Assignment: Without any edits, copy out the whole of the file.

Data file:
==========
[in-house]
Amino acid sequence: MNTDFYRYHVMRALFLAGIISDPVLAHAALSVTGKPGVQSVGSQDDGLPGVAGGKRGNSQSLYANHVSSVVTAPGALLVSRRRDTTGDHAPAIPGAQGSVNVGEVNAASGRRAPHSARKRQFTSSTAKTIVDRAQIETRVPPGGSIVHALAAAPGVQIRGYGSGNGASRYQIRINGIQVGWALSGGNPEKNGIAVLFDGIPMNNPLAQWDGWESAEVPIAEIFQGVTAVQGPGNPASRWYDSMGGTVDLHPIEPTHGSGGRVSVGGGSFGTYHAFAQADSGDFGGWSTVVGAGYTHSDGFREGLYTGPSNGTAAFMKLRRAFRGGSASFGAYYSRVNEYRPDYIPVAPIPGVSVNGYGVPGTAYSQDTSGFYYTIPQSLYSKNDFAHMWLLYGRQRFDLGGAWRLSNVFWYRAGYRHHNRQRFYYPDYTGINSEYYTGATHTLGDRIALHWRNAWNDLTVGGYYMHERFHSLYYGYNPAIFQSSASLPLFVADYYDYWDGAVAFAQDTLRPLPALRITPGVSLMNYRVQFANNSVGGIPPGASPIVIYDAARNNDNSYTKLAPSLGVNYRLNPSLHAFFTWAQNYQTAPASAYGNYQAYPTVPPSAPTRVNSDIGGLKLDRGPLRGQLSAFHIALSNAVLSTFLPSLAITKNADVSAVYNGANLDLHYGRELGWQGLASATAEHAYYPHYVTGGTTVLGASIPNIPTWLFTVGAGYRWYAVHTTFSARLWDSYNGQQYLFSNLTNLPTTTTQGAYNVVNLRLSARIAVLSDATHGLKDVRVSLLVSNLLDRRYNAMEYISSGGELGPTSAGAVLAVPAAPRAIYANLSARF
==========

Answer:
[in-house]
Amino acid sequence: MNTDFYRYHVMRALFLAGIISDPVLAHAALSVTGKPGVQSVGSQDDGLPGVAGGKRGNSQSLYANHVSSVVTAPGALLVSRRRDTTGDHAPAIPGAQGSVNVGEVNAASGRRAPHSARKRQFTSSTAKTIVDRAQIETRVPPGGSIVHALAAAPGVQIRGYGSGNGASRYQIRINGIQVGWALSGGNPEKNGIAVLFDGIPMNNPLAQWDGWESAEVPIAEIFQGVTAVQGPGNPASRWYDSMGGTVDLHPIEPTHGSGGRVSVGGGSFGTYHAFAQADSGDFGGWSTVVGAGYTHSDGFREGLYTGPSNGTAAFMKLRRAFRGGSASFGAYYSRVNEYRPDYIPVAPIPGVSVNGYGVPGTAYSQDTSGFYYTIPQSLYSKNDFAHMWLLYGRQRFDLGGAWRLSNVFWYRAGYRHHNRQRFYYPDYTGINSEYYTGATHTLGDRIALHWRNAWNDLTVGGYYMHERFHSLYYGYNPAIFQSSASLPLFVADYYDYWDGAVAFAQDTLRPLPALRITPGVSLMNYRVQFANNSVGGIPPGASPIVIYDAARNNDNSYTKLAPSLGVNYRLNPSLHAFFTWAQNYQTAPASAYGNYQAYPTVPPSAPTRVNSDIGGLKLDRGPLRGQLSAFHIALSNAVLSTFLPSLAITKNADVSAVYNGANLDLHYGRELGWQGLASATAEHAYYPHYVTGGTTVLGASIPNIPTWLFTVGAGYRWYAVHTTFSARLWDSYNGQQYLFSNLTNLPTTTTQGAYNVVNLRLSARIAVLSDATHGLKDVRVSLLVSNLLDRRYNAMEYISSGGELGPTSAGAVLAVPAAPRAIYANLSARF